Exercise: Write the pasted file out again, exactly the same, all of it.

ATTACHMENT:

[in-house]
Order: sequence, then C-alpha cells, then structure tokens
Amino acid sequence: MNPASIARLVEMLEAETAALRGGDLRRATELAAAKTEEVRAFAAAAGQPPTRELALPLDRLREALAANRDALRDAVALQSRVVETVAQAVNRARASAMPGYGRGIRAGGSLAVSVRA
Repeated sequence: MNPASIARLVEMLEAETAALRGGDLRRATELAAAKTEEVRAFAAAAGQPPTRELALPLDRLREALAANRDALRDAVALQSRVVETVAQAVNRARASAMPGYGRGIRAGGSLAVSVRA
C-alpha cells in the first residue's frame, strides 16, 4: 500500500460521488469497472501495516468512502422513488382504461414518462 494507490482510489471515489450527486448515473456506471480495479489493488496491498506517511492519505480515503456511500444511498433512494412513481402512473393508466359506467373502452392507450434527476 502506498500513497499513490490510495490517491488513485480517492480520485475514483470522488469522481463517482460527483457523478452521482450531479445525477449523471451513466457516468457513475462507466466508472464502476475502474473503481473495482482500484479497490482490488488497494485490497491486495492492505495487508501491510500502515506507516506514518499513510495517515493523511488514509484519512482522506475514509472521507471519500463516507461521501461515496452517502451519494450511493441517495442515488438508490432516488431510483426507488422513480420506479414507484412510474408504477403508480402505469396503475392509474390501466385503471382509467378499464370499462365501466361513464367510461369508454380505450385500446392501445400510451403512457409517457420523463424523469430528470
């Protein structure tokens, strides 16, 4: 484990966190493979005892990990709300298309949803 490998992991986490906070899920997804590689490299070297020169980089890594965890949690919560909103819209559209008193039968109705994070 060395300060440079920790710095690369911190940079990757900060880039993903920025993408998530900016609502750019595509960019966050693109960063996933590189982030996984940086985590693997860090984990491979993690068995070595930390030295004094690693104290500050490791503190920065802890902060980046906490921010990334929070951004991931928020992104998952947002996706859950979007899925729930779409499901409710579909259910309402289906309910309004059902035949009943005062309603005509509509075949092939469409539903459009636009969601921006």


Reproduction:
[in-house]
Order: sequence, then C-alpha cells, then structure tokens
Amino acid sequence: MNPASIARLVEMLEAETAALRGGDLRRATELAAAKTEEVRAFAAAAGQPPTRELALPLDRLREALAANRDALRDAVALQSRVVETVAQAVNRARASAMPGYGRGIRAGGSLAVSVRA
Repeated sequence: MNPASIARLVEMLEAETAALRGGDLRRATELAAAKTEEVRAFAAAAGQPPTRELALPLDRLREALAANRDALRDAVALQSRVVETVAQAVNRARASAMPGYGRGIRAGGSLAVSVRA
C-alpha cells in the first residue's frame, strides 16, 4: 500500500460521488469497472501495516468512502422513488382504461414518462 494507490482510489471515489450527486448515473456506471480495479489493488496491498506517511492519505480515503456511500444511498433512494412513481402512473393508466359506467373502452392507450434527476 502506498500513497499513490490510495490517491488513485480517492480520485475514483470522488469522481463517482460527483457523478452521482450531479445525477449523471451513466457516468457513475462507466466508472464502476475502474473503481473495482482500484479497490482490488488497494485490497491486495492492505495487508501491510500502515506507516506514518499513510495517515493523511488514509484519512482522506475514509472521507471519500463516507461521501461515496452517502451519494450511493441517495442515488438508490432516488431510483426507488422513480420506479414507484412510474408504477403508480402505469396503475392509474390501466385503471382509467378499464370499462365501466361513464367510461369508454380505450385500446392501445400510451403512457409517457420523463424523469430528470
């Protein structure tokens, strides 16, 4: 484990966190493979005892990990709300298309949803 490998992991986490906070899920997804590689490299070297020169980089890594965890949690919560909103819209559209008193039968109705994070 060395300060440079920790710095690369911190940079990757900060880039993903920025993408998530900016609502750019595509960019966050693109960063996933590189982030996984940086985590693997860090984990491979993690068995070595930390030295004094690693104290500050490791503190920065802890902060980046906490921010990334929070951004991931928020992104998952947002996706859950979007899925729930779409499901409710579909259910309402289906309910309004059902035949009943005062309603005509509509075949092939469409539903459009636009969601921006």